LEAD IN THE SOIL
Lead is a metal found naturally in the earth and has been used for centuries in many products and materials before its effects on people, especially children, were known. It was added to paint because it made it more durable and colorful. It was added to gasoline to stop engines from "knocking."
Lead is a potent poison that can be toxic in small amounts. When it enters the human body, it circulates in the bloodstream, damaging the brain, until finally, it gets stored in blood, organs and bones. It can remain in bones for years, then be released into the bloodstream, where it can do more damage to the brain, nervous system, kidneys and the body's ability to make blood. Lead is particularly dangerous to children because their brains are still growing. In children below the age of 6 years, lead can cause permanent delays in growth, development and speech. It can also cause hearing loss, hyperactivity, learning disabilities and emotional problems. Even low levels of lead in the bloodstream have been shown to have negative health effects in children. Often, a child will not show signs or symptoms of lead poisoning until his or her levels are very high.
The most common sources of lead in the environment are chipping/peeling paint on the interior/exterior of homes built before 1978, at which time the Environmental Protection Agency (EPA) banned it as an additive to paint. In many homes there are layers of lead paint below layers of non-leaded paint. Over time, the outside layers of paint will begin to chip and peel, exposing layers of lead paint that could potentially poison children and adults. Lead dust can be created around high-friction areas, such as windows and doors.
Laws were enacted to remove lead from gasoline in 1978, but it took years for the fossil fuel industry to comply. For decades, lead from automobile exhaust, was deposited in soil. The more heavily traveled the road, the more lead "fallout" from exhaust. Lead has a long half-life, meaning it will remain in the soil for hundreds of years.
Lead commonly enters the body in two ways. It can be ingested/swallowed or inhaled. Chipping and peeling paint can accumulate around high-friction areas like doorways and windows in the interior of a home, as well as around the eave line of the home, where paint becomes weathered and falls to the ground. Leaded paint is sweet and tacky. It sticks to hands and fingers, where it can be ingested, making it more dangerous to children who tend to have more hand-to-mouth behaviors than adults.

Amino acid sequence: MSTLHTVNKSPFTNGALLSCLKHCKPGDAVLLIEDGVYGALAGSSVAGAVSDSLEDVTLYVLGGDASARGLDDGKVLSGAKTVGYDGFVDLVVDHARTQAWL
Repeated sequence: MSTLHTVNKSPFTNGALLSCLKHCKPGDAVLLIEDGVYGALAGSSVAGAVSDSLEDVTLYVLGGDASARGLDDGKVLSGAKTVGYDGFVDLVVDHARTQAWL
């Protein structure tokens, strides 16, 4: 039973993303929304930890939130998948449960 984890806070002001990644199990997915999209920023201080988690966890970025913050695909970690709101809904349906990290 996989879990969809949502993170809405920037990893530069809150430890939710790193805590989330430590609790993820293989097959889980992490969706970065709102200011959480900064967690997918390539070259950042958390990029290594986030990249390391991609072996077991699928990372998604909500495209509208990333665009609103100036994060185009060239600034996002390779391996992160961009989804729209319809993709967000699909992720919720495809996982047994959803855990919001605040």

Soil on or around heavily traveled roads can be stirred up by traffic, causing lead to be airborne, then flow through open windows and settle on surfaces inside the home, where it can be ingested or inhaled. A significant amount of lead can be found in the soil around homes located close to the road.
People who work in higher-risk occupations, such as road construction and home renovations, can bring lead home on their clothes and skin, where it can be inhaled or ingested by their young children. For these individuals, removing work clothes (washing them separately) and showering before they interact with their children is the best way to protect them from the dangerous effects of occupational lead.
For houses close to a heavily traveled road, wet-wiping and damp-mopping all surfaces, painted or not, in the home once weekly, especially floors, windowsills and window/door moldings, can decrease the risk of lead poisoning. Washing a child's toys once weekly is another way of decreasing exposure.
Frequent handwashing, with soap and running water, throughout the day, especially after playing outside, before every meal/snack and at bedtime, can significantly reduce your child's risk of lead exposure.
Play areas should be as far from the road as possible (for example, in the backyard instead of the front yard) and young children should only be allowed to play in grassy areas. Exposed leaded soil is a greater hazard than soil covered by grass or shrubs. Children should never be allowed to play on or around the eave line of a home that might have exterior lead paint. Remember, there could be layers of lead paint underneath layers of non-leaded paint. Even homes with synthetic siding may have lead in the soil – vinyl siding on an older home is suspect because it is often used to cover painted clapboards and deteriorating paint.
Finally, if you are planning to do renovations and your home was built prior to 1978, protect yourself and your family from lead risks by identifying possible risks before starting the work, using lead containment precautions outlined in the publication, Lead Paint Safety (EPA) and contacting the Chenango County Department of Environmental Health for information on reducing the risk of lead exposure. If you are planning to hire someone to do the work, make sure it is a NYS Lead-Certified Contractor.
Every Child in New York must be tested for Lead at age ONE and TWO.
Persons with questions or requiring additional information may contact the Chenango County Health Department at (607) 337-1660.